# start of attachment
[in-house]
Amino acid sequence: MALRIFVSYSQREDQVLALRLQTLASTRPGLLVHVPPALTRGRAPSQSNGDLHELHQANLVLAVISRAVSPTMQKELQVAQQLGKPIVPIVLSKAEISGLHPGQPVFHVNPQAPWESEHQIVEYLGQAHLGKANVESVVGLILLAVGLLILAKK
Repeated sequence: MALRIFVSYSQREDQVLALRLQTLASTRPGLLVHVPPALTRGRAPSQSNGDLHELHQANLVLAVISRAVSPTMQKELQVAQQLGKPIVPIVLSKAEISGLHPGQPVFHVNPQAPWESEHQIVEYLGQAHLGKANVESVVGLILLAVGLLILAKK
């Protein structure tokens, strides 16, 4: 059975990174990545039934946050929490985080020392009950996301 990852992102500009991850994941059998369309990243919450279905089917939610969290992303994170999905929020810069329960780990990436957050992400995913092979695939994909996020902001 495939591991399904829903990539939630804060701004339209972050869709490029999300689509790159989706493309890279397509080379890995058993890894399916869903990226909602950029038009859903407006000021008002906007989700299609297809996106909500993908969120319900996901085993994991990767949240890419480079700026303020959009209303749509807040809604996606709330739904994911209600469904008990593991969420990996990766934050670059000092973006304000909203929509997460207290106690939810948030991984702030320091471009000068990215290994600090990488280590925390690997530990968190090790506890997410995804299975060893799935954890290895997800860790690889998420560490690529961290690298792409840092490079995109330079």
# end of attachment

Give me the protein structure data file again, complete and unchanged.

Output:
[in-house]
Amino acid sequence: MALRIFVSYSQREDQVLALRLQTLASTRPGLLVHVPPALTRGRAPSQSNGDLHELHQANLVLAVISRAVSPTMQKELQVAQQLGKPIVPIVLSKAEISGLHPGQPVFHVNPQAPWESEHQIVEYLGQAHLGKANVESVVGLILLAVGLLILAKK
Repeated sequence: MALRIFVSYSQREDQVLALRLQTLASTRPGLLVHVPPALTRGRAPSQSNGDLHELHQANLVLAVISRAVSPTMQKELQVAQQLGKPIVPIVLSKAEISGLHPGQPVFHVNPQAPWESEHQIVEYLGQAHLGKANVESVVGLILLAVGLLILAKK
């Protein structure tokens, strides 16, 4: 059975990174990545039934946050929490985080020392009950996301 990852992102500009991850994941059998369309990243919450279905089917939610969290992303994170999905929020810069329960780990990436957050992400995913092979695939994909996020902001 495939591991399904829903990539939630804060701004339209972050869709490029999300689509790159989706493309890279397509080379890995058993890894399916869903990226909602950029038009859903407006000021008002906007989700299609297809996106909500993908969120319900996901085993994991990767949240890419480079700026303020959009209303749509807040809604996606709330739904994911209600469904008990593991969420990996990766934050670059000092973006304000909203929509997460207290106690939810948030991984702030320091471009000068990215290994600090990488280590925390690997530990968190090790506890997410995804299975060893799935954890290895997800860790690889998420560490690529961290690298792409840092490079995109330079």